GREEN BAY – During his two years in Jacksonville, Davon House never stopped rooting for the Packers.
As such, he didn’t enjoy watching last January’s NFC title game in Atlanta that the Falcons’ explosive offense dominated to end Green Bay’s remarkable stretch run.
“It was tough. A game away from the Super Bowl again,” said House, who was with the Packers when they came up short in 2014 as well. “As a fan, after the game, I felt like I lost the game, and I wasn’t even out there, (just) rooting for them. It was tough.”
Well, now House has a chance to do something about it.
His presence in the Packers’ secondary will be the biggest difference defensively for the rematch with the Falcons on Sunday night.
More to the point, he’s likely to get his share of snaps lined up across from All-Pro receiver Julio Jones, whose nine catches for 180 yards and two scores stole the show eight months ago.
“You try to contain him,” House said. “The guy’s good. If not the best, he’s No. 2, if not No. 1. The guy is phenomenal. Big, strong, fast, physical. He’s everything you want in a receiver.”
House is plenty familiar with him. Back in 2014, Jones was in the midst of a monster 259-yard night in Green Bay when the Packers turned to House late in the contest, and the (then) fourth-year pro helped stop the bleeding. He had an impressive pass breakup against Jones in the end zone that helped Green Bay hang on for a six-point win.
Then the following year, his first in Jacksonville, House shadowed Jones in a December game. Jones had nine catches for 118 yards and a TD – a strong but not dominant performance – in a six-point Falcons victory.
“It’s a good thing I’ve faced a guy like him already, but everyone is going to get a chance to guard him,” House said. “Me, ‘D,’ Kevin, ‘Q.’ Everyone is going to have a chance to see what they’ve got on him.
“I feel like I’m a small piece to this big puzzle we have here. The good thing about it is I don’t feel it’s one-on-one. It’s 11-on-11.”
House may feel he’s a small piece, but he’s a key one, even though he isn’t the only change to Green Bay’s cornerback group since January. Kevin King was drafted at the top of the second round, while Damarious Randall and Quinten Rollins are healthy again.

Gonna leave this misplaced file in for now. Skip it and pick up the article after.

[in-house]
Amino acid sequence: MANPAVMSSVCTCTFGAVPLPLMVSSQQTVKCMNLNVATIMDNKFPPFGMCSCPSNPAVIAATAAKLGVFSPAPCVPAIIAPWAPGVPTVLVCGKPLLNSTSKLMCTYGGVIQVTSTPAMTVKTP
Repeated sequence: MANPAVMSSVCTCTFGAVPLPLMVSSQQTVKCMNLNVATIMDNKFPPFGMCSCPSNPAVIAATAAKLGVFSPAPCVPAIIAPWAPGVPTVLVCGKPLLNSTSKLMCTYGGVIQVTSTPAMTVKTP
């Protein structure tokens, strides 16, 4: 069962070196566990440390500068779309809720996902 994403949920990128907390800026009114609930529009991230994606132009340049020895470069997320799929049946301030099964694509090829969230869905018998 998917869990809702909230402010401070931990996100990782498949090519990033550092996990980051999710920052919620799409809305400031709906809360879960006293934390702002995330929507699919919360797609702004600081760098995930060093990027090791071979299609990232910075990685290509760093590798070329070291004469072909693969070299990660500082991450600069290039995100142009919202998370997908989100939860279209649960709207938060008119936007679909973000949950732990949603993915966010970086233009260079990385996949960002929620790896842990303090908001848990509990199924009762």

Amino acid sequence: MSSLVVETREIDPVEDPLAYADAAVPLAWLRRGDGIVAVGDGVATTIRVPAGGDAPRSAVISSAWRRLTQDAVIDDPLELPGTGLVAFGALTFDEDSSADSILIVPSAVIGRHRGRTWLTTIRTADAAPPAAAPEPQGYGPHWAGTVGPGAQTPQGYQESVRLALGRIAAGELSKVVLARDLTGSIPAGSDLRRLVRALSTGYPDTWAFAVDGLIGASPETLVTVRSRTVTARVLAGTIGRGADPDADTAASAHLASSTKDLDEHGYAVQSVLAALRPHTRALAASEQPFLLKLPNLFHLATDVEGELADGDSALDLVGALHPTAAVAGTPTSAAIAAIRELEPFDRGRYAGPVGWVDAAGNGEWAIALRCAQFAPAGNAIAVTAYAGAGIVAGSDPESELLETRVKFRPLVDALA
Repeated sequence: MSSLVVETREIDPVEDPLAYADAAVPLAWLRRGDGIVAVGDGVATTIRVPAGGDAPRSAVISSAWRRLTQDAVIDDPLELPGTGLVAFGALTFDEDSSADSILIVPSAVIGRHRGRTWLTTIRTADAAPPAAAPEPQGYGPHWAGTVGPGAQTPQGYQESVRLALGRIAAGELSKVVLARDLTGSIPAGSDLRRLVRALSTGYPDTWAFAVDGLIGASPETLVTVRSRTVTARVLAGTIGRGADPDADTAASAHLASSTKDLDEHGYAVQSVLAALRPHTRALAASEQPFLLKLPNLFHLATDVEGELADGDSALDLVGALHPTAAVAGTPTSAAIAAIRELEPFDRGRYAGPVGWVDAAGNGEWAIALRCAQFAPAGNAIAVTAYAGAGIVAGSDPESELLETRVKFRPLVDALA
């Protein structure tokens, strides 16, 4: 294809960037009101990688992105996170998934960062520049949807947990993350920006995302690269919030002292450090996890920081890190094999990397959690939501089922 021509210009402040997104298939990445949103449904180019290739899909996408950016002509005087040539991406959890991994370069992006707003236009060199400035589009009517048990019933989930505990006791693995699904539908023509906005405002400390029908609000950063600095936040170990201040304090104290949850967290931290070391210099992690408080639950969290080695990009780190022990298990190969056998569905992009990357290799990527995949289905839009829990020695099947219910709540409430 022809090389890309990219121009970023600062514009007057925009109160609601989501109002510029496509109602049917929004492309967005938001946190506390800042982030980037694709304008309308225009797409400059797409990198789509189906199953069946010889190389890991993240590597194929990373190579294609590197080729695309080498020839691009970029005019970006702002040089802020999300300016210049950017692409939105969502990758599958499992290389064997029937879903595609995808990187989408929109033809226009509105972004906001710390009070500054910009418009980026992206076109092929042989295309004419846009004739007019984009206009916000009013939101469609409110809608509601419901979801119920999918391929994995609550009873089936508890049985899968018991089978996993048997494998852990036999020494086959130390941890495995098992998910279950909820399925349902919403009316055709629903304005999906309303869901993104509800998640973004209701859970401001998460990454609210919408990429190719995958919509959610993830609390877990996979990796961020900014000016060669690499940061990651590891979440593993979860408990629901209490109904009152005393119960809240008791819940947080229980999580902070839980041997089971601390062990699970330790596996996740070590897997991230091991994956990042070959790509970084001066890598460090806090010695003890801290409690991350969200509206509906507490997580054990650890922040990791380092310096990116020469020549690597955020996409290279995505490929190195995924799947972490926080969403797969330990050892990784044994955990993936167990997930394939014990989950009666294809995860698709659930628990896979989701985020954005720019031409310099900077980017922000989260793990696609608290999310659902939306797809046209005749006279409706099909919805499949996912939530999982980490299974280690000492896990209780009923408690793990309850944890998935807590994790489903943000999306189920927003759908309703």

The greatest representation of change is the fact that the Packers’ No. 1 corner for the NFC title game, LaDarius Gunter, was released this week.
“It’s a different year, and we’re a different group of guys,” Randall said. “Every year, you have a different type of team identity.”
It’s too early to say whether Atlanta’s offensive identity has changed at all under new offensive coordinator Steve Sarkisian. Personnel-wise, it’s much the same, with Devonta Freeman now one of the highest-paid running backs in the league, plus receivers Mohamed Sanu and Taylor Gabriel catching passes from MVP quarterback Matt Ryan.
Tight end Austin Hooper turned out to be their big-play guy in Week 1, hauling in an 88-yard touchdown and a 40-yard grab in a tight victory over Chicago.
“They’ve got more than just Julio,” Randall said.
Added House: “Sanu is a smart, instinctive route-runner, does a good job sitting in the holes, and he can take you over the top as well. Gabriel is their shot guy. World-class speed, and you’ve seen him run past people all the time.”
But at the end of the night, it very well could come down to Jones. Just look at last year’s two games.
The Packers’ secondary wasn’t healthy in the October meeting, either, but Jones was playing on a bum ankle and was held to three catches for 29 yards. The Falcons needed Sanu’s TD catch with 31 seconds left to win by a point.
In January, the second half was barely more than a minute old when Jones had seven catches for 144 yards and both his TDs. Atlanta led, 31-0.
“We lost,” Randall said about what he remembers from the game. “I mean, we lost the chance to go to the Super Bowl.
“Everybody in the locker room felt that loss, and we’ve just been moving forward from it and looking forward to Sunday night.”